| Probing Questions take us below the surface to the "heart of the matter." They operate somewhat like the archeologist's tools - the brushes which clear away the surface dust and the knives which cut through the accumulated grime and debris to reveal the outlines and ridges of some treasure. Another appropriate metaphor might be exploratory surgery. The good doctor spends little time on the surface, knowing full well that the vital organs reside at a deeper level.
We never stop investigating. We are never satisfied that we know enough to get by. Every question we answer leads on to another question. This has become the greatest survival trick of our species.
Desmond Morris, The Naked Ape, ch. 5 (1967).
The search for insight involves some of the same exploratory elements. In an earlier issue of From Now On (January, 1997), I wrote at some length about the search for "convergence" which guides oil prospecting. The geologist knows that the odds of finding oil are greatly increased when three or four elements are all present in the same location.
When it comes to information-seeking, the convergence is established by creating a logical intersection of search words and key concepts, the combination of which is most likely to identify relevant sites and articles. Probing Questions allow us to push search strategies well beyond the broad topical search to something far more pointed and powerful.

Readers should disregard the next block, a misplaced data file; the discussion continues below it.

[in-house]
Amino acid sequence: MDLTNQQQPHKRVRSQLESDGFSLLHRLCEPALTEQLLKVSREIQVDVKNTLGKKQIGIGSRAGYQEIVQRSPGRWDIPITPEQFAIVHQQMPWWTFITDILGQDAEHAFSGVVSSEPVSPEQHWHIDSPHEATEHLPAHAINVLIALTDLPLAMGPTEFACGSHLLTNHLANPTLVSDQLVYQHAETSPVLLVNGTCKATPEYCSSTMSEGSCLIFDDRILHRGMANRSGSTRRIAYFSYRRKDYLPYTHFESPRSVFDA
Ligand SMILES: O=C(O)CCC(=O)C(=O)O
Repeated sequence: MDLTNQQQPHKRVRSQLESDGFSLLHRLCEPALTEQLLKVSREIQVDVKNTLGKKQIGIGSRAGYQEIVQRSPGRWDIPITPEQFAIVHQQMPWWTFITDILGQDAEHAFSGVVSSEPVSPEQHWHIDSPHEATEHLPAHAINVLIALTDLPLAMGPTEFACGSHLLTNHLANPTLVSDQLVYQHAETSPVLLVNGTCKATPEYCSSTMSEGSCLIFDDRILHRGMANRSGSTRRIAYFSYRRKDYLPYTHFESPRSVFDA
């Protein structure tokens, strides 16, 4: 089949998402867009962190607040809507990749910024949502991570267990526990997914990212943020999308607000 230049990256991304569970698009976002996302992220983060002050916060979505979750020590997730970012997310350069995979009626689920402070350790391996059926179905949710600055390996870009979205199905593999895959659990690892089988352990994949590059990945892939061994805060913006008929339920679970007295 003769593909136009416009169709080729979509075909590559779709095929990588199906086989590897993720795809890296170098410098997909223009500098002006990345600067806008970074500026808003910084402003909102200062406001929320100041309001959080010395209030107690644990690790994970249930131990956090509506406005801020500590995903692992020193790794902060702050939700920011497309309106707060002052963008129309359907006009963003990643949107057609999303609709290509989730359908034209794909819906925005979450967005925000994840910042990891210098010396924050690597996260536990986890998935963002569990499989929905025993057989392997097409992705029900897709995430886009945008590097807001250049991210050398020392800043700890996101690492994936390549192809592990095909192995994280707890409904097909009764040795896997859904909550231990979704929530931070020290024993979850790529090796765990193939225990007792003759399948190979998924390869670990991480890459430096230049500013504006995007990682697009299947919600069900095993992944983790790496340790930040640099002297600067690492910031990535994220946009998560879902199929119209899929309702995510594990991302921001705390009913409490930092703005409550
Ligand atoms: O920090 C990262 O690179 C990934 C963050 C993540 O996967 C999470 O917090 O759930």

And when we first encounter an information "site," we rarely find the treasures lying out in the open within easy reach. We may need to "feel for the vein" much as the lab technician tests before drawing blood. This "feeling" is part logic, part prior knowledge, part intuition and part trial-and-error.
Logic - We check to see if there is any structure to the way the information is organized and displayed, if there are any sign posts or clues pointing to where the best information resides. We assume the author had some plan or design to guide placement of information and we try to identify its outlines.
Prior Knowledge - We apply what we have seen and known in the past to guide our search. We consider information about the topic and prior experience with information sites. This prior knowledge helps us to avoid dead ends and blind alleys. It helps us to make wise choices when browsing through lists of "hits." Prior knowledge also makes it easier to interpret new findings, to place them into a context and distinguish between "fool's gold" and the real thing.
Intuition - We explore our hunches, follow our instincts, look for patterns and connections, and make those leaps our minds can manage. Especially when we are hoping to create new knowledge and carve out new insights, this non-rational, non-logical form of information harvesting is critically important.
Trial-and-Error - Sometimes, nothing works better than plain old "mucking about." Push here. Tug there. Try this out! We find a site with so much information and so little structure that we have little choice but to plunge in and see what we can find.